This study presents a dissolving microneedle patch, composed of starch and gelatin, for the rapid and efficient transdermal delivery of insulin. The microneedles completely dissolve after insertion into the skin for 5 min, quickly releasing their encapsulated payload into the skin. A histological examination shows that the microneedles have sufficient mechanical strength to be inserted in vitro into porcine skin to a depth of approximately 200 μm and in vivo into rat skin to 200-250 μm depth. This penetration depth does not induce notable skin irritation or pain sensation. To evaluate the feasibility of using these dissolving microneedles for diabetes treatment insulin-loaded microneedles were administered to diabetic rats using a homemade applicator. Pharmacodynamic and pharmacokinetic results show a similar hypoglycemic effect in rats receiving insulin-loaded microneedles and a subcutaneous injection of insulin. The relative pharmacological availability and relative bioavailability of insulin were both approximately 92%, demonstrating that insulin retains its pharmacological activity after encapsulation and release from the microneedles. Storage stability analysis confirms that more than 90% of the insulin remained in the microneedles even after storage at 25 or 37 C for 1 month. These results confirm that the proposed starch/gelatin microneedles enable stable encapsulation of bioactive molecules and have great potential for transdermal delivery of protein drugs in a relatively painless, rapid, and convenient manner.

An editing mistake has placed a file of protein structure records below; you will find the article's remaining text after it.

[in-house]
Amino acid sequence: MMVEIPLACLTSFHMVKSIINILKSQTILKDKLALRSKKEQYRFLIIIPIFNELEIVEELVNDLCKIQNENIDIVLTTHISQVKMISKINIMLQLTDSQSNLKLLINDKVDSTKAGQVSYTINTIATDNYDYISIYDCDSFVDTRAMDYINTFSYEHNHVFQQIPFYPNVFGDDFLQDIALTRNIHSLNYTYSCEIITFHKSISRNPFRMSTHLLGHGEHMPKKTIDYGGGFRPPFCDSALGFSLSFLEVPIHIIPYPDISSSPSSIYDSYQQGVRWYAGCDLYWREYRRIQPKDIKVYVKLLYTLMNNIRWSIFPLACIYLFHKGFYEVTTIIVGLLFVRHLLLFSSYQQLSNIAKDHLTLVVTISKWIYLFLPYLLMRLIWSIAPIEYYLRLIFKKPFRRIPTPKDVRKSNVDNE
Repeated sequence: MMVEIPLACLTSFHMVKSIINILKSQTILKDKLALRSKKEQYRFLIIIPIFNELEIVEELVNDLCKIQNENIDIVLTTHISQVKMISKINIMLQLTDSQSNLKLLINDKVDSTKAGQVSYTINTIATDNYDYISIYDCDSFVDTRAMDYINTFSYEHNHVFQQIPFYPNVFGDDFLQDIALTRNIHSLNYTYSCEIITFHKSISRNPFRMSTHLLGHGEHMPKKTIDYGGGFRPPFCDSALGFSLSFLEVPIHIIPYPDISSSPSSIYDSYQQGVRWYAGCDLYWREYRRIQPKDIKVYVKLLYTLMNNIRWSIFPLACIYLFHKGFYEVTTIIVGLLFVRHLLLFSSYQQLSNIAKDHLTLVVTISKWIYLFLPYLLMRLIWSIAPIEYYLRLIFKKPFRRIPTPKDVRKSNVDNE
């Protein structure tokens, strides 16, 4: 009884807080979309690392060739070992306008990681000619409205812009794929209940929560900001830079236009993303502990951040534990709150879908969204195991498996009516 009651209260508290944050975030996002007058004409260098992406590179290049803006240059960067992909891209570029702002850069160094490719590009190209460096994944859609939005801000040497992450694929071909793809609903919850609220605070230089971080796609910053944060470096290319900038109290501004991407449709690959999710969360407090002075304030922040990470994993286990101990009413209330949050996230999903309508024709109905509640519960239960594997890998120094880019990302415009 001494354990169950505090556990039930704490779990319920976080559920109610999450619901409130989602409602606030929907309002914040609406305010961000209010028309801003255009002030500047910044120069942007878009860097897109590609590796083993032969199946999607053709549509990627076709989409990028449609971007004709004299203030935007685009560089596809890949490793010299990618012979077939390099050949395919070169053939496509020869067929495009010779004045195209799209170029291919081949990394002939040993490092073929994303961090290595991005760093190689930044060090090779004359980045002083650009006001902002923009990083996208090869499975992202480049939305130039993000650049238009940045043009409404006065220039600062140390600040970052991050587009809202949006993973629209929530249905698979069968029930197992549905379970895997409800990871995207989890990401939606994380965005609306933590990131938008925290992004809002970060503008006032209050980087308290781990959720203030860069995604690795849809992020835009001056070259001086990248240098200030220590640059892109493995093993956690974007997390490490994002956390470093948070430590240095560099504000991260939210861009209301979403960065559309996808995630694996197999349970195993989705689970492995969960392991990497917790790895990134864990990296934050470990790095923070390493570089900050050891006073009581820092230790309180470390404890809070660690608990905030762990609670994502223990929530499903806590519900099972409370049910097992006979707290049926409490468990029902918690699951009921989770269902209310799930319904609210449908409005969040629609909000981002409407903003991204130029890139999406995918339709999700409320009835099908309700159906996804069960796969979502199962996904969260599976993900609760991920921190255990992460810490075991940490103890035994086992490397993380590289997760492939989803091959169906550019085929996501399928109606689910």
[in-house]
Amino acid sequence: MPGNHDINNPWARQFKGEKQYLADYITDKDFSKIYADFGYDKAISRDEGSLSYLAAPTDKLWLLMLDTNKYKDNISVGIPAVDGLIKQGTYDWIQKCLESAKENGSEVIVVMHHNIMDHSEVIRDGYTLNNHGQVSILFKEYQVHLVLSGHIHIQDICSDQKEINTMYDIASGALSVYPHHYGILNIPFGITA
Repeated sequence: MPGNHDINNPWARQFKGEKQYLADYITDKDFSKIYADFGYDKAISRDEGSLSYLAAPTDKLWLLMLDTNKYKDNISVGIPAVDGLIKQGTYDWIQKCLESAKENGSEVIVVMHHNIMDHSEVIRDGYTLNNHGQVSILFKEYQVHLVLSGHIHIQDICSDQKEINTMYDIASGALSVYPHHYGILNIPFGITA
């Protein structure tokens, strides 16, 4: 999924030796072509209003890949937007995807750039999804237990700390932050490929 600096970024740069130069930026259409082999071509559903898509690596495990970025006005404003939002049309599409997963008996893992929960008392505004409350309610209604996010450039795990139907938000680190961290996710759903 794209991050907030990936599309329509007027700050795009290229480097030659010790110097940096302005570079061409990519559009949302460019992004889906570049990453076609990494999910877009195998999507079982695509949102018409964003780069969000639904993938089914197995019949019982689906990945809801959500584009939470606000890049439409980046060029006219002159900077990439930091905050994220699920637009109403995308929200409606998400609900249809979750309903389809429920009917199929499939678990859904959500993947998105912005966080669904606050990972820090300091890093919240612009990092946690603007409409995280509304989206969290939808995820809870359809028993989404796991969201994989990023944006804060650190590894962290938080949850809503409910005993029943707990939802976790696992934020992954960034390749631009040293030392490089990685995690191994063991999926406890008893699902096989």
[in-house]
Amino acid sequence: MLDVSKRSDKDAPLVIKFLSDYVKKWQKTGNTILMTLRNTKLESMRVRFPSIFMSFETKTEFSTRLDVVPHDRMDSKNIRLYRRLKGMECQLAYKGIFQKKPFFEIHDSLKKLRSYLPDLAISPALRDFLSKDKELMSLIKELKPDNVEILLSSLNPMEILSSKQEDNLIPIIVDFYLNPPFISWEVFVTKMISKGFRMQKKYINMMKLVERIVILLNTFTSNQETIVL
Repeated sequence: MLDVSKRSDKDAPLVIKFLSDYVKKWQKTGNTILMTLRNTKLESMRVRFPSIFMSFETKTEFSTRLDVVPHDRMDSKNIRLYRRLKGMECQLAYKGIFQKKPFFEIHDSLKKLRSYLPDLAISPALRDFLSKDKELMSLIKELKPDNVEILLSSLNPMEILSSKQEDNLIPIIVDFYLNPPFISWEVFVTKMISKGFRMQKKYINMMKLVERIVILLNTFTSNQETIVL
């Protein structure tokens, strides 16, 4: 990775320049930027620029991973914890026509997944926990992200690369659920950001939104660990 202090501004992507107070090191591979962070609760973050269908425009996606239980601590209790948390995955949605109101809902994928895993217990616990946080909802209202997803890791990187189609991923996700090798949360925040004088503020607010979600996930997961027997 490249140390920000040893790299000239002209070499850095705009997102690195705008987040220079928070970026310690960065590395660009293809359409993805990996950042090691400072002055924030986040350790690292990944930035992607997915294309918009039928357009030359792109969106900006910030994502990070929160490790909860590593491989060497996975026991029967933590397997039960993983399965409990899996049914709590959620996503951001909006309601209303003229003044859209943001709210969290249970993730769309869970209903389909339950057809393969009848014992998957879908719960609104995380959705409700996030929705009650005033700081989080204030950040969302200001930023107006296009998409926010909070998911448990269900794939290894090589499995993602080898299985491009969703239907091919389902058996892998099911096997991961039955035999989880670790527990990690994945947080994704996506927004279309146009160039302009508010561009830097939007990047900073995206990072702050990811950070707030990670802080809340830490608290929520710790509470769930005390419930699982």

All Science Journal Classification (ASJC) codes
- Biomedical Engineering
- Molecular Biology